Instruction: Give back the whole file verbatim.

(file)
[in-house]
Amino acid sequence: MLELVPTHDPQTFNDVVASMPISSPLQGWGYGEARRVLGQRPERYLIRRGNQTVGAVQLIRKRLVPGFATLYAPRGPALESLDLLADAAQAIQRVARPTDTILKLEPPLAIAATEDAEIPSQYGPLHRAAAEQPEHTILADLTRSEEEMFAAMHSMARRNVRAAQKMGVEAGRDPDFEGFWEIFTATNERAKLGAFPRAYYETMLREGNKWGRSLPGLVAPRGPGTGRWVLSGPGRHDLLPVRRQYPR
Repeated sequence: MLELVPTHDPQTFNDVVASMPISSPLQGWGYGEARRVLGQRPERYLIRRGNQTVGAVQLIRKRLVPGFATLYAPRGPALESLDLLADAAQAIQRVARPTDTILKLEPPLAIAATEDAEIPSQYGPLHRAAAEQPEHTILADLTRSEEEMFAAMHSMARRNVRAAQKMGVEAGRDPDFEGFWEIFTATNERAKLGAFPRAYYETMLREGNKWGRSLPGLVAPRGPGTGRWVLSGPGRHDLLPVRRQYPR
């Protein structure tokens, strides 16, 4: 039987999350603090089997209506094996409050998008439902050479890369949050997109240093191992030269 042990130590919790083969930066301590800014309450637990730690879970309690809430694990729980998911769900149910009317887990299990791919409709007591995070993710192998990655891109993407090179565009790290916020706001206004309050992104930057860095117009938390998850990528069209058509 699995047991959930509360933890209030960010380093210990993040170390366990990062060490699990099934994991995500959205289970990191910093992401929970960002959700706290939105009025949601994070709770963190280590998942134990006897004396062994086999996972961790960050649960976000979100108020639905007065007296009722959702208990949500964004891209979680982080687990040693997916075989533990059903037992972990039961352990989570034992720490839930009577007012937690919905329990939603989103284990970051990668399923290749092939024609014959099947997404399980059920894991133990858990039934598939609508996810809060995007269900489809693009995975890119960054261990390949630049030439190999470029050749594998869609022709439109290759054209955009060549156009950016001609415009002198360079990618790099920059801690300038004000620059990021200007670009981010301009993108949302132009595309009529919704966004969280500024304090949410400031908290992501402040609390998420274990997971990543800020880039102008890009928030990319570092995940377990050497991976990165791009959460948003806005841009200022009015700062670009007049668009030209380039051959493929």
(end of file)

[in-house]
Amino acid sequence: MLELVPTHDPQTFNDVVASMPISSPLQGWGYGEARRVLGQRPERYLIRRGNQTVGAVQLIRKRLVPGFATLYAPRGPALESLDLLADAAQAIQRVARPTDTILKLEPPLAIAATEDAEIPSQYGPLHRAAAEQPEHTILADLTRSEEEMFAAMHSMARRNVRAAQKMGVEAGRDPDFEGFWEIFTATNERAKLGAFPRAYYETMLREGNKWGRSLPGLVAPRGPGTGRWVLSGPGRHDLLPVRRQYPR
Repeated sequence: MLELVPTHDPQTFNDVVASMPISSPLQGWGYGEARRVLGQRPERYLIRRGNQTVGAVQLIRKRLVPGFATLYAPRGPALESLDLLADAAQAIQRVARPTDTILKLEPPLAIAATEDAEIPSQYGPLHRAAAEQPEHTILADLTRSEEEMFAAMHSMARRNVRAAQKMGVEAGRDPDFEGFWEIFTATNERAKLGAFPRAYYETMLREGNKWGRSLPGLVAPRGPGTGRWVLSGPGRHDLLPVRRQYPR
């Protein structure tokens, strides 16, 4: 039987999350603090089997209506094996409050998008439902050479890369949050997109240093191992030269 042990130590919790083969930066301590800014309450637990730690879970309690809430694990729980998911769900149910009317887990299990791919409709007591995070993710192998990655891109993407090179565009790290916020706001206004309050992104930057860095117009938390998850990528069209058509 699995047991959930509360933890209030960010380093210990993040170390366990990062060490699990099934994991995500959205289970990191910093992401929970960002959700706290939105009025949601994070709770963190280590998942134990006897004396062994086999996972961790960050649960976000979100108020639905007065007296009722959702208990949500964004891209979680982080687990040693997916075989533990059903037992972990039961352990989570034992720490839930009577007012937690919905329990939603989103284990970051990668399923290749092939024609014959099947997404399980059920894991133990858990039934598939609508996810809060995007269900489809693009995975890119960054261990390949630049030439190999470029050749594998869609022709439109290759054209955009060549156009950016001609415009002198360079990618790099920059801690300038004000620059990021200007670009981010301009993108949302132009595309009529919704966004969280500024304090949410400031908290992501402040609390998420274990997971990543800020880039102008890009928030990319570092995940377990050497991976990165791009959460948003806005841009200022009015700062670009007049668009030209380039051959493929």